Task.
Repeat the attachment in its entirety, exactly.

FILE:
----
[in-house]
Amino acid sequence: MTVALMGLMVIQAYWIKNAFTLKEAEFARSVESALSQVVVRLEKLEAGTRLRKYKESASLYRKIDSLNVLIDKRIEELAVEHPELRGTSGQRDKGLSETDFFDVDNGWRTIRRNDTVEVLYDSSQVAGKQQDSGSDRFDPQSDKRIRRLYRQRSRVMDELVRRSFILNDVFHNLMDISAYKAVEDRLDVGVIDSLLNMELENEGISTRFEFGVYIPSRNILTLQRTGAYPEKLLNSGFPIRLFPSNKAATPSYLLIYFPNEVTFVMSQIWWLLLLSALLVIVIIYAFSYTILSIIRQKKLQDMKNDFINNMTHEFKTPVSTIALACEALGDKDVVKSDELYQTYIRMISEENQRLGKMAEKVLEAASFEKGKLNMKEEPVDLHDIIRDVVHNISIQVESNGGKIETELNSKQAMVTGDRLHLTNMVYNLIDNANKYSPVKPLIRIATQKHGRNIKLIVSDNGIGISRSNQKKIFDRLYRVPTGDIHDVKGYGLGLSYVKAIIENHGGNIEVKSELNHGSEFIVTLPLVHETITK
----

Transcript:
[in-house]
Amino acid sequence: MTVALMGLMVIQAYWIKNAFTLKEAEFARSVESALSQVVVRLEKLEAGTRLRKYKESASLYRKIDSLNVLIDKRIEELAVEHPELRGTSGQRDKGLSETDFFDVDNGWRTIRRNDTVEVLYDSSQVAGKQQDSGSDRFDPQSDKRIRRLYRQRSRVMDELVRRSFILNDVFHNLMDISAYKAVEDRLDVGVIDSLLNMELENEGISTRFEFGVYIPSRNILTLQRTGAYPEKLLNSGFPIRLFPSNKAATPSYLLIYFPNEVTFVMSQIWWLLLLSALLVIVIIYAFSYTILSIIRQKKLQDMKNDFINNMTHEFKTPVSTIALACEALGDKDVVKSDELYQTYIRMISEENQRLGKMAEKVLEAASFEKGKLNMKEEPVDLHDIIRDVVHNISIQVESNGGKIETELNSKQAMVTGDRLHLTNMVYNLIDNANKYSPVKPLIRIATQKHGRNIKLIVSDNGIGISRSNQKKIFDRLYRVPTGDIHDVKGYGLGLSYVKAIIENHGGNIEVKSELNHGSEFIVTLPLVHETITK